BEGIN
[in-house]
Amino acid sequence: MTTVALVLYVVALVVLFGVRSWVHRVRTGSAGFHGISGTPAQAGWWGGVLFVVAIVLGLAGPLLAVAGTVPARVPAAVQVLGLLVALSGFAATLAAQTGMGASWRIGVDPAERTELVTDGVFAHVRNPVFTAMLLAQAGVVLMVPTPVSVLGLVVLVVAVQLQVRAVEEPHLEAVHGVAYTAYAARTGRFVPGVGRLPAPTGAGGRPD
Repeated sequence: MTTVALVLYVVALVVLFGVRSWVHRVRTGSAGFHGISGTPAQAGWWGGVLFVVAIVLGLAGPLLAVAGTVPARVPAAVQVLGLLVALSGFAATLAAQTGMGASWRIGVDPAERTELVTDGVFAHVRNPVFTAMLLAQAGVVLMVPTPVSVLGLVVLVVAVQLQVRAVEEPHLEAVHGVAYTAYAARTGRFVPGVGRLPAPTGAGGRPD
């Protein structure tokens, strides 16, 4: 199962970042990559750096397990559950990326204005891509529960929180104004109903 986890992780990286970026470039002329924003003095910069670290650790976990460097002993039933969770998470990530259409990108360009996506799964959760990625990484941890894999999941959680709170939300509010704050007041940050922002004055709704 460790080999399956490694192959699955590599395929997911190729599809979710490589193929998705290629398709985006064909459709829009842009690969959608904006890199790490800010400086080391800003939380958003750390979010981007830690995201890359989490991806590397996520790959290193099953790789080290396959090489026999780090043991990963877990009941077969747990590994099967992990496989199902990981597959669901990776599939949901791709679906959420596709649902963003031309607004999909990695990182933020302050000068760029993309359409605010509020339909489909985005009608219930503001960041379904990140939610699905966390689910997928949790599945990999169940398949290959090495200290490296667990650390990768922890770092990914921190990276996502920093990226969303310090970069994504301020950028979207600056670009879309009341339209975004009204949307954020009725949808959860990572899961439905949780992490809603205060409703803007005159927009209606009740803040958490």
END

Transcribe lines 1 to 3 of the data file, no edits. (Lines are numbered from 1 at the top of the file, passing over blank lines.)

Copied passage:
[in-house]
Amino acid sequence: MTTVALVLYVVALVVLFGVRSWVHRVRTGSAGFHGISGTPAQAGWWGGVLFVVAIVLGLAGPLLAVAGTVPARVPAAVQVLGLLVALSGFAATLAAQTGMGASWRIGVDPAERTELVTDGVFAHVRNPVFTAMLLAQAGVVLMVPTPVSVLGLVVLVVAVQLQVRAVEEPHLEAVHGVAYTAYAARTGRFVPGVGRLPAPTGAGGRPD
Repeated sequence: MTTVALVLYVVALVVLFGVRSWVHRVRTGSAGFHGISGTPAQAGWWGGVLFVVAIVLGLAGPLLAVAGTVPARVPAAVQVLGLLVALSGFAATLAAQTGMGASWRIGVDPAERTELVTDGVFAHVRNPVFTAMLLAQAGVVLMVPTPVSVLGLVVLVVAVQLQVRAVEEPHLEAVHGVAYTAYAARTGRFVPGVGRLPAPTGAGGRPD